At 91, he can still recall key details encompassing the moments of his WW II service. “The sky is unmerciful, I don’t know how they missed us” recalls Bandy, as bombs exploded all around him. At the age of 18, Peter C. Bandy of Philadelphia was drafted into WW II. Less than a year later, he found himself a (center/kneeling) waist gunner flying bombing missions over Germany. Six of those missions were on board the famed B-17 plane, the “Thunderbird”. Today a mural of that famous plane greets visitors at the Smithsonian Institute in Washington DC.
A first generation Greek-American, he was born in West Philadelphia and graduated from Overbrook h.s., the same school acclaimed actor Will Smith attended years later. Bandy’s family immigrated from Berat Albania, at the turn of the 20th century and settled first into Greektown. In Greektown, Bandy worked in his father store, the Sugar bowl on 8th and race. A popular stop in the community, it was the first Greek Sweet shop in the area.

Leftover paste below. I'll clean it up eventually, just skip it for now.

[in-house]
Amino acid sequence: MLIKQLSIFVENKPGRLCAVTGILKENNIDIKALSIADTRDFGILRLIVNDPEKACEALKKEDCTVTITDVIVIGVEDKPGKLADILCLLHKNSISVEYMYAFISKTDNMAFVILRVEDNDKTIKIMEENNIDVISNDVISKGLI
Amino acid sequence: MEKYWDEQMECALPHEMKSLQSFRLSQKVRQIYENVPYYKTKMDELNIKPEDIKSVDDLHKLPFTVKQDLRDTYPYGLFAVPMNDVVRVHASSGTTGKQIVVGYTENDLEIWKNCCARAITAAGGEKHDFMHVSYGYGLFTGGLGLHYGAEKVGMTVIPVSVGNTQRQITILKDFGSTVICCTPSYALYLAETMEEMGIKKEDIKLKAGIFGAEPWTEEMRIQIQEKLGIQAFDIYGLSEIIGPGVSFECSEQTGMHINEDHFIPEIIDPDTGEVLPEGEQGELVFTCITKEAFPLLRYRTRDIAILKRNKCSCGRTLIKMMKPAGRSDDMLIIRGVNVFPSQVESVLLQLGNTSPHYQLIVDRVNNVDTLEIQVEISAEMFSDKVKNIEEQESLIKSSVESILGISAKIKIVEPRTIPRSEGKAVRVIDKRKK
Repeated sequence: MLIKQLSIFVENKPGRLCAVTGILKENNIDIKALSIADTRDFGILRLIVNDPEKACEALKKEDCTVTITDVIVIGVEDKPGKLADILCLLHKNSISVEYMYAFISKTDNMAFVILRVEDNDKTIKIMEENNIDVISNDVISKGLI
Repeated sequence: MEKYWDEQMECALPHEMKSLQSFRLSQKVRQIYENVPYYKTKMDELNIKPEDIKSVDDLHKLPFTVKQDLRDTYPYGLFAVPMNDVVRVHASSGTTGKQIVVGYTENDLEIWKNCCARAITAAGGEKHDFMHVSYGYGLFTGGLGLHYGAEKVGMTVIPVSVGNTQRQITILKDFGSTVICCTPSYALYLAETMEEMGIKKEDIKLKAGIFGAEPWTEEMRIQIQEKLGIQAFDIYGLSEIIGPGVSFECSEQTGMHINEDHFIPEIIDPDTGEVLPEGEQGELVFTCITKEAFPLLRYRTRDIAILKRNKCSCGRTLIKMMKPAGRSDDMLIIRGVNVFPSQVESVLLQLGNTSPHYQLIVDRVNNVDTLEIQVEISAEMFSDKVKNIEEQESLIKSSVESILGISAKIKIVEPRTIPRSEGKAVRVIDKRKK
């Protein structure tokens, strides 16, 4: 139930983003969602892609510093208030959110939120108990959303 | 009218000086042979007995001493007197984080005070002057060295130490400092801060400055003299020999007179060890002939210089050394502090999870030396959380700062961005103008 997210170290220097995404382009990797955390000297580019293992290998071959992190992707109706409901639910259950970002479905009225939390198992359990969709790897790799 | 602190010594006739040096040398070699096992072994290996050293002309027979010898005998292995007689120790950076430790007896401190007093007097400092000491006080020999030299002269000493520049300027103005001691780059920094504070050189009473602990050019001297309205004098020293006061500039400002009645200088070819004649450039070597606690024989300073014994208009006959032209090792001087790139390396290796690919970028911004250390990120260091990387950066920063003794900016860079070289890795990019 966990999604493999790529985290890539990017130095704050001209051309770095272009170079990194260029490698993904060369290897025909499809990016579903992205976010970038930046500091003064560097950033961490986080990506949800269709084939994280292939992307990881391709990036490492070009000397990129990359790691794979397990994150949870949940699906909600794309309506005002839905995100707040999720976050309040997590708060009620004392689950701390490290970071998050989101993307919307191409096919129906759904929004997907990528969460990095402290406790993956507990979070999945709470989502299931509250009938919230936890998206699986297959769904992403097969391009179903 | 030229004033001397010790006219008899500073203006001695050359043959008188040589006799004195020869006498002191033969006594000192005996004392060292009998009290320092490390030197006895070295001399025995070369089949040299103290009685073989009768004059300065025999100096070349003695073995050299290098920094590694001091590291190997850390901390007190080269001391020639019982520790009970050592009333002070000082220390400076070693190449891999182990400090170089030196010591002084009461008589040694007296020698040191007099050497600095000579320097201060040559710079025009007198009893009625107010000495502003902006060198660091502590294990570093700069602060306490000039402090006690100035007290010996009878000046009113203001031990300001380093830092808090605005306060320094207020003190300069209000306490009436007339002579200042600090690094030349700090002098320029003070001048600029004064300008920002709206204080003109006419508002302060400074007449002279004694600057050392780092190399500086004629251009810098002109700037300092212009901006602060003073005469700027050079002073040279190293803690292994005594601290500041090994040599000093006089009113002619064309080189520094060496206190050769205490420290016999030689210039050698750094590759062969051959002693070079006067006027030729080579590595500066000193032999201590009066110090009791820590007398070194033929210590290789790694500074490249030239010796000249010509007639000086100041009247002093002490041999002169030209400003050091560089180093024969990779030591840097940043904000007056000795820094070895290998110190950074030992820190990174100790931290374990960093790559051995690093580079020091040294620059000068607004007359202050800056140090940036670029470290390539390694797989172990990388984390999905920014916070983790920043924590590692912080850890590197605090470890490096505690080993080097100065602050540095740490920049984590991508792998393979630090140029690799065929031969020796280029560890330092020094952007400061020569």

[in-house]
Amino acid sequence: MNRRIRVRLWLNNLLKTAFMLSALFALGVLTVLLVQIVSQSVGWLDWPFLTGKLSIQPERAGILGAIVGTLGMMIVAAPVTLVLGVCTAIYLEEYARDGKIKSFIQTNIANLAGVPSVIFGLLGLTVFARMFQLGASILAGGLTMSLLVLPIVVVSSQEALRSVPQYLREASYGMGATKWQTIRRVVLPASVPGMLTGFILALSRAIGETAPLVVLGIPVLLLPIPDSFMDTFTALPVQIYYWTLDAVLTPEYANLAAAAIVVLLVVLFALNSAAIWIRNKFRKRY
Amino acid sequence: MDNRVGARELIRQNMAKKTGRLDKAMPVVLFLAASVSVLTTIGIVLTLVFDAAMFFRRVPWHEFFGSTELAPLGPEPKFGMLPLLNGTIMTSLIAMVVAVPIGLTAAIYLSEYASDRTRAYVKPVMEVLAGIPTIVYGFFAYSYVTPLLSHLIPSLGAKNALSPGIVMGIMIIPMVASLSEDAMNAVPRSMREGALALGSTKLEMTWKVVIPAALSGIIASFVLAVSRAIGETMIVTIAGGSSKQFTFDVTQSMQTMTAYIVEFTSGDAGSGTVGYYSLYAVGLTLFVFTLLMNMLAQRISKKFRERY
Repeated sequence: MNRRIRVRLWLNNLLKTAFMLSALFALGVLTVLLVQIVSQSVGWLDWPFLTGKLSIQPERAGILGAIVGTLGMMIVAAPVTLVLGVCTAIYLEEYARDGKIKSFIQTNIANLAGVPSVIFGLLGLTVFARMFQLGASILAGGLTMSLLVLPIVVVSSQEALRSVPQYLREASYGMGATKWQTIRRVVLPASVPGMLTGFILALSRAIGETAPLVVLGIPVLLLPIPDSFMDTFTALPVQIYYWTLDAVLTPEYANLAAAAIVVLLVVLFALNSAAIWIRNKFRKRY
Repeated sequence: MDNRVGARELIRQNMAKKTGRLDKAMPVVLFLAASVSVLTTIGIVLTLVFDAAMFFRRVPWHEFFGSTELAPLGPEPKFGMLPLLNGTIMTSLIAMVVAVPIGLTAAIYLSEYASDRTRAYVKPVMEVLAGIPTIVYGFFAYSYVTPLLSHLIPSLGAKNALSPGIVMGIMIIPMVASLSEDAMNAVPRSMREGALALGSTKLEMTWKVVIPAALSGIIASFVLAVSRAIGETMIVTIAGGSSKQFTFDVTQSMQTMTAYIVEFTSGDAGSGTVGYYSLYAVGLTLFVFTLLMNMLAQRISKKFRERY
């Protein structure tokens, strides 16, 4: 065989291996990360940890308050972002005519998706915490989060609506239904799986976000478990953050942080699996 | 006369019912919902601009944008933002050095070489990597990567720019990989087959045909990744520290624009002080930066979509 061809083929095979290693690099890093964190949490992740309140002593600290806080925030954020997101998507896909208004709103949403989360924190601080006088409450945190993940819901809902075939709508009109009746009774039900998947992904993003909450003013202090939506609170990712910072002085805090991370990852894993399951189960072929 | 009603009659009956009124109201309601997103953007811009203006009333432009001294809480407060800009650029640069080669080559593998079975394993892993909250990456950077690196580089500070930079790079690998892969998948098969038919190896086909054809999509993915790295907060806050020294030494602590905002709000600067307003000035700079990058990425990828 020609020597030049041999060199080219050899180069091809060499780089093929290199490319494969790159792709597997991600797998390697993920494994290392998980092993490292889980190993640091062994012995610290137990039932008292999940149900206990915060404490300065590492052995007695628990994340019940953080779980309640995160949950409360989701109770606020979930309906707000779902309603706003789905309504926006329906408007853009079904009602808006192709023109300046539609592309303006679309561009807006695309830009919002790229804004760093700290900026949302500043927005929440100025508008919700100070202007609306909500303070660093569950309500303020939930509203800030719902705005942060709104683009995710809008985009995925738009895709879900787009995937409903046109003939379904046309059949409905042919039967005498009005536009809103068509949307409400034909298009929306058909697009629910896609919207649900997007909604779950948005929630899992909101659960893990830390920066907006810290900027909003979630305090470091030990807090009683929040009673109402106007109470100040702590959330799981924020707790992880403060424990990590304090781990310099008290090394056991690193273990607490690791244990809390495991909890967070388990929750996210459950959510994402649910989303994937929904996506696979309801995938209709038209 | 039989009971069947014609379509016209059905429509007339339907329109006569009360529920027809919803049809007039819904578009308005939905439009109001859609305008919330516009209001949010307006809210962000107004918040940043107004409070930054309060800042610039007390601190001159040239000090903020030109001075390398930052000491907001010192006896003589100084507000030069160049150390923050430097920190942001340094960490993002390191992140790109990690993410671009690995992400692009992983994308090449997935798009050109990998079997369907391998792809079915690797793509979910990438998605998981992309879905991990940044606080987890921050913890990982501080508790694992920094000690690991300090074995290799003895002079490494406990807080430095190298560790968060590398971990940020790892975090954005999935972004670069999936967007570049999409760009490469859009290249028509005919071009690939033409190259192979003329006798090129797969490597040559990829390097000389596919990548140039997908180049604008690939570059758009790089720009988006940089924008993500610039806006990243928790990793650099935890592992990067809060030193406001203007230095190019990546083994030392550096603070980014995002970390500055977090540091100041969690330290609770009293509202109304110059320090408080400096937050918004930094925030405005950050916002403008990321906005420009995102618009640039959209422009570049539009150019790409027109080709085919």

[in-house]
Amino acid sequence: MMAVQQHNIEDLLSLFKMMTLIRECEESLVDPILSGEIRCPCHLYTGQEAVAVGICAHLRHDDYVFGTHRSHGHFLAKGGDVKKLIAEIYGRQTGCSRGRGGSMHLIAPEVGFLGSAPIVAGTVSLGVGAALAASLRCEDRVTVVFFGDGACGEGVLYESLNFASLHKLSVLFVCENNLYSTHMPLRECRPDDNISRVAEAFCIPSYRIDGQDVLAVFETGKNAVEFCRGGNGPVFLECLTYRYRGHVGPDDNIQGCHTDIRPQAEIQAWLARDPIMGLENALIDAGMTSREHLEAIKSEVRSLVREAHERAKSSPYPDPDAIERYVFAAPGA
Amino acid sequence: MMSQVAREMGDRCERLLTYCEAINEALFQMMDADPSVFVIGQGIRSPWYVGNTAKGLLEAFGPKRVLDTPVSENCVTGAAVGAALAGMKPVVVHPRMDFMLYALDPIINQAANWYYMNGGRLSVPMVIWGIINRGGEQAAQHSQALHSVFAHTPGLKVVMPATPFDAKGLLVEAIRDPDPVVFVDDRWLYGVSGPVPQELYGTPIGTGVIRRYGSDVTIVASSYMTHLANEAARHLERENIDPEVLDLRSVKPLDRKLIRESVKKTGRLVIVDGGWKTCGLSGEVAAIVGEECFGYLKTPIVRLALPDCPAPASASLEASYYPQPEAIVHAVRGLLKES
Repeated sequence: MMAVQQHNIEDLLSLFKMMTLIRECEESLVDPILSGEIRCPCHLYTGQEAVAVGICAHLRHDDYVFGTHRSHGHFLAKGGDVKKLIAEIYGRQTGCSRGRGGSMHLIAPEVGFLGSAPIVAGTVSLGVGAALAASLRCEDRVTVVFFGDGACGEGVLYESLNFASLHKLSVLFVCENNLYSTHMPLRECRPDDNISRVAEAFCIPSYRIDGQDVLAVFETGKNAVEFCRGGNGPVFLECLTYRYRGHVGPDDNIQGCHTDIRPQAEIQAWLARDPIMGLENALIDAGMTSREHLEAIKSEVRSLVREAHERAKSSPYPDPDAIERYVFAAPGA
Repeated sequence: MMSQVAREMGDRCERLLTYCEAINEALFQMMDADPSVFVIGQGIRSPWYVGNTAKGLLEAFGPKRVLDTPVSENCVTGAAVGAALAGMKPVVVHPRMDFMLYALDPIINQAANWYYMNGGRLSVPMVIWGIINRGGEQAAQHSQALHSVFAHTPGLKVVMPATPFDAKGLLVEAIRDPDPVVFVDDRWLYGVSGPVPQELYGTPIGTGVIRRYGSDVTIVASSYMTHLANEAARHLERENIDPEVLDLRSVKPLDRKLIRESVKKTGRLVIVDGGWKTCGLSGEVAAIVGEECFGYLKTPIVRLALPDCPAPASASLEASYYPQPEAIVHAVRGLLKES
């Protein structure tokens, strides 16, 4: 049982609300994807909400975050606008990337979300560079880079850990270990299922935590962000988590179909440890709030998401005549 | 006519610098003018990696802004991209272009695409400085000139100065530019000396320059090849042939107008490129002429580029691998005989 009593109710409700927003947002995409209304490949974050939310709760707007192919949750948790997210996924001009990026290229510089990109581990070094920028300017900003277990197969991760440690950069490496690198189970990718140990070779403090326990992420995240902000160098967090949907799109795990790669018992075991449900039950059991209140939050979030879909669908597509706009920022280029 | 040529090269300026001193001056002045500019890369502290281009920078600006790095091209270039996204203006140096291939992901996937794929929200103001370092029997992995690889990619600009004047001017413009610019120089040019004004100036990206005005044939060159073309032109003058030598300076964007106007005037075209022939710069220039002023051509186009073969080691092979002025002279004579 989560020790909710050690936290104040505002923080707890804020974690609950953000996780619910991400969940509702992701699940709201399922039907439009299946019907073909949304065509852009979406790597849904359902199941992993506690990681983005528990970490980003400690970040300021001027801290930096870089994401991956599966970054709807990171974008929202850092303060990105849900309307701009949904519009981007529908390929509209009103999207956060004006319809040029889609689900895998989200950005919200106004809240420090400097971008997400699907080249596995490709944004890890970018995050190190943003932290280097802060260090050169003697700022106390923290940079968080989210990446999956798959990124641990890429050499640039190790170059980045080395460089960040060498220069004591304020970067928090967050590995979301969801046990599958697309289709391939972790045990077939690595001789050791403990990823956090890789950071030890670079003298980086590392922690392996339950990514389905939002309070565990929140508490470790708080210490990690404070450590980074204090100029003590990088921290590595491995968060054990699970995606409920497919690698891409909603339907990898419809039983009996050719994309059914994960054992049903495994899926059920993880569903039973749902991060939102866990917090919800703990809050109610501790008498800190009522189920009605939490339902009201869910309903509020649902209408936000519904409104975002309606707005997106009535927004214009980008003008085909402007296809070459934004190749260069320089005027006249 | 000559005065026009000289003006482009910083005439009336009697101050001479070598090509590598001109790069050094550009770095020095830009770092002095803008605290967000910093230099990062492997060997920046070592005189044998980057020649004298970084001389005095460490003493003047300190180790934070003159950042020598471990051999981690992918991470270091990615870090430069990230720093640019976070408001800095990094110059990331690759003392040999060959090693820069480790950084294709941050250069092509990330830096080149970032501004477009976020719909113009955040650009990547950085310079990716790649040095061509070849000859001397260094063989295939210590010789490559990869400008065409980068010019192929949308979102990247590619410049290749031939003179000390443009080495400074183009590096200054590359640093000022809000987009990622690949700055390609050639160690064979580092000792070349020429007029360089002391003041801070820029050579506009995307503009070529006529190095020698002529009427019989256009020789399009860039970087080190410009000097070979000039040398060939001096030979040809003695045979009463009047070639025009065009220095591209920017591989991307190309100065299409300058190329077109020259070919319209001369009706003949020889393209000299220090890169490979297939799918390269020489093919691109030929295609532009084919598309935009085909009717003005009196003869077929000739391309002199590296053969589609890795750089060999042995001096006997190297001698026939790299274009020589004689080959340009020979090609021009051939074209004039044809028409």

Bandy has lived a life many would only know in movies and books. Long before Hollywood made a film about the Tuskegee Airmen, Bandy recalls in his interview, hearing the voices of colored pilots who were flying above and below his B-17 after his plane had been hit. “They were instrumental in getting us back into friendly territory,” says Bandy.
Most airmen served between 5 and 7 missions. The survival percentage beyond that without being shot down, killed or wounded was short lived. Bandy served 35 missions with the 303 bomb group in the 8th Air Force.
He was married just before the war ended in Utah, where he met his future wife at a Greek-sponsored USO dance. They raised four kids and he worked in the restaurant business.